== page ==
Chest Infections: Student/Resident Case Report Poster - Chest Infections II |

Lung Abscess With Metastatic Brain Abscesses (MBA) Due to Steptococcus Anginosus (SA) in an Immunocompetent Patient: A Rare Case Report FREE TO VIEW

Ahad Ayaz, MD; Chintan Desai, MD; Siddique Chaudhary, MD; John Youssef, MD; Susan Smith, MD
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McLaren Regional Medical Center, Flint, MI

Copyright 2016, American College of Chest Physicians. All Rights Reserved.

Chest. 2016;150(4_S):187A. doi:10.1016/j.chest.2016.08.196
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SESSION TITLE: Student/Resident Case Report Poster - Chest Infections II

SESSION TYPE: Student/Resident Case Report Poster

PRESENTED ON: Tuesday, October 25, 2016 at 01:30 PM - 02:30 PM

INTRODUCTION: Streptococcus anginosus group (SAG) is normal flora of the GI and GU tracts. While other species are notorious for brain and abdominal abscesses, SA has rarely been implicated. Our patient had simultaneous lung and MBA due to SA.

CASE PRESENTATION: A 53-year old male with COPD and recurrent pneumonia presented with headache, productive cough, dyspnea and fever. He had failed outpatient clarithromycin for right upper lobe pneumonia 2 weeks previously. On arrival vitals were stable. Exam showed diminished breath sounds on the right. Neuro exam was normal. CBC showed neutrophilia. Other labs were normal. CXR showed a new right pulmonary nodule while CT revealed a right lower lobe mass with central necrosis worrisome for malignancy. Brain MRI showed multiple, small, ring-enhancing supratentorial lesions with surrounding edema. Otherwise metastatic workup was negative. CT-guided core lung biopsy showed chronic inflammation and focal abscess. Tissue cultures were positive for alpha-hemolytic strep, but negative for TB or fungus. Blood cultures were negative. Differential included Streptococcus and Nocardia. Due to penicillin allergy, he was prescribed six weeks of outpatient IV meropenam monotherapy. Patient returned in two weeks with complaints of sudden onset confusion and complex partial upper extremity seizures. Physical exam including vitals and neuro exam was normal as was CBC and BMP. Repeat MRI revealed ring-enhancing lesions, increasing in size. Antibodies for cysticercosis, toxoplasmosis, Cryptococcus and HIV were negative. CNS lesions were biopsied. Histopathology confirmed an abscess with surrounding reactive glial tissue. Tissue and blood cultures were now positive for SA. Echocardiogram was negative for vegetations. Immunoglobulin levels were normal. He underwent desensitization and was treated with IV ceftriaxone and oral metronidazole for 6 weeks.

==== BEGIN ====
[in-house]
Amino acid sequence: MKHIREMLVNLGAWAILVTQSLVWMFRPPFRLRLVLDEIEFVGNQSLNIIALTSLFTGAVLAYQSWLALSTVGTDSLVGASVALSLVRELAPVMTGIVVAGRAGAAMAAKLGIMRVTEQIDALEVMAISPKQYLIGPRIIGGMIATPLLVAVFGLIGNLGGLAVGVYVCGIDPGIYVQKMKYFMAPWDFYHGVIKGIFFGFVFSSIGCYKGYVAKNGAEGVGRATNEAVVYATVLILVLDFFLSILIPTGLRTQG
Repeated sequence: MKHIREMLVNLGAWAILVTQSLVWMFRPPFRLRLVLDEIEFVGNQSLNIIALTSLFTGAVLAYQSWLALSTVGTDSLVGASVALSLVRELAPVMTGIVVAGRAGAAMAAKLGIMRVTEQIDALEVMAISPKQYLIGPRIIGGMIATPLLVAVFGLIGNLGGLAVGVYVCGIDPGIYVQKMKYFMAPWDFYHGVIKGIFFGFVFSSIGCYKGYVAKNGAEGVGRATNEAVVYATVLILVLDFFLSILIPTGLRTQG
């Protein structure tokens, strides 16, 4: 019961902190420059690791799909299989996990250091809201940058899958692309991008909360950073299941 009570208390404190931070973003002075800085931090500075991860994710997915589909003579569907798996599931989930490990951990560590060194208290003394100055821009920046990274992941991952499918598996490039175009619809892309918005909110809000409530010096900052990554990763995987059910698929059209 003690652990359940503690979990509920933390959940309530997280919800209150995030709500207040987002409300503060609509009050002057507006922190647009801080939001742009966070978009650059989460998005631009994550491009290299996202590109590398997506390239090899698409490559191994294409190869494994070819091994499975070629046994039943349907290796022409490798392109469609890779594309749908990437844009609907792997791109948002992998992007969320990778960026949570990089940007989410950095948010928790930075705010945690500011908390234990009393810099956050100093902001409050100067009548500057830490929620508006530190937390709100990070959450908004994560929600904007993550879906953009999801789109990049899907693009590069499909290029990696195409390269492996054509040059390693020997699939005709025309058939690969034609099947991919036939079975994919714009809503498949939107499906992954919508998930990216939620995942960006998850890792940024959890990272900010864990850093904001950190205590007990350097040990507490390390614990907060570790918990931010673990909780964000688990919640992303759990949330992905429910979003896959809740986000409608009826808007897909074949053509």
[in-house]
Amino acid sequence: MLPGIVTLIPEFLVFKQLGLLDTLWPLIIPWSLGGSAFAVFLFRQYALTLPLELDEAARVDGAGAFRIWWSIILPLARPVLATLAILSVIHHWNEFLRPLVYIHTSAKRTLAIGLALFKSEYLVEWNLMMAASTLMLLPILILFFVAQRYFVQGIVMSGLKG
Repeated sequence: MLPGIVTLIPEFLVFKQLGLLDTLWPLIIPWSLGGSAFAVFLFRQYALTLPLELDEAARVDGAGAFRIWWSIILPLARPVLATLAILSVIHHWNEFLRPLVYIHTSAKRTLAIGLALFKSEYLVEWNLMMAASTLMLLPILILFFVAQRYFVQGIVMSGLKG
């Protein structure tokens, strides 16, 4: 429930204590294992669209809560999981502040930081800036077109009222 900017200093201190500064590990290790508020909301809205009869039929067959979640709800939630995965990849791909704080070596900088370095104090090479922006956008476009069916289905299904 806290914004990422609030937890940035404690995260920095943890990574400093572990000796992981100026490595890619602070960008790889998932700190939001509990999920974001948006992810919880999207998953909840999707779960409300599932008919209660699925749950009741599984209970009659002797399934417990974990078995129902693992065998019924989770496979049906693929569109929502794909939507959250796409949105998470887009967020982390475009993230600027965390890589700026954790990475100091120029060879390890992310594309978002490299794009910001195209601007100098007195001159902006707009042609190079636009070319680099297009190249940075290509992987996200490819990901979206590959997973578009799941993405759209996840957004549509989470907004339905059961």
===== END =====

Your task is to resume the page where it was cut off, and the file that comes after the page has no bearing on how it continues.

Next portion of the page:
DISCUSSION: Although opportunistic, these organisms have the potential to cause invasive infections even in immunocompetent patients. We found only one similar case in the literature. Virulence factors include a polysaccharide capsule hindering phagocytosis; production of hydrolytic enzymes altering the basement membrane; and binding to the platelet-fibrin-complex, leading to a prothrombotic state. They are sensitive to penicillins and cephalosporins but not macrolides and carbapenams.

CONCLUSIONS: A broad differential diagnosis with prompt recognition and treatment is essential to prevent disseminated infection and sepsis

Reference #1: Al-Saffar F, Torres-Miranda D, Ibrahim S, Shujaat A. How an Opportunistic Infection Can Mess with Your Brain and Take Your Breath Away: A Rare Case of Simultaneous Lung and Brain Abscess due to Streptococcus anginosus. Case Rep Infect Dis 2015; 2015:462459.

Reference #2: Asam D, Spellerberg B. Molecular pathogenicity of Streptococcus anginosus. Mol Oral Microbiol. 2014;29(4):145-155.

DISCLOSURE: The following authors have nothing to disclose: Ahad Ayaz, Chintan Desai, Siddique Chaudhary, John Youssef, Susan Smith

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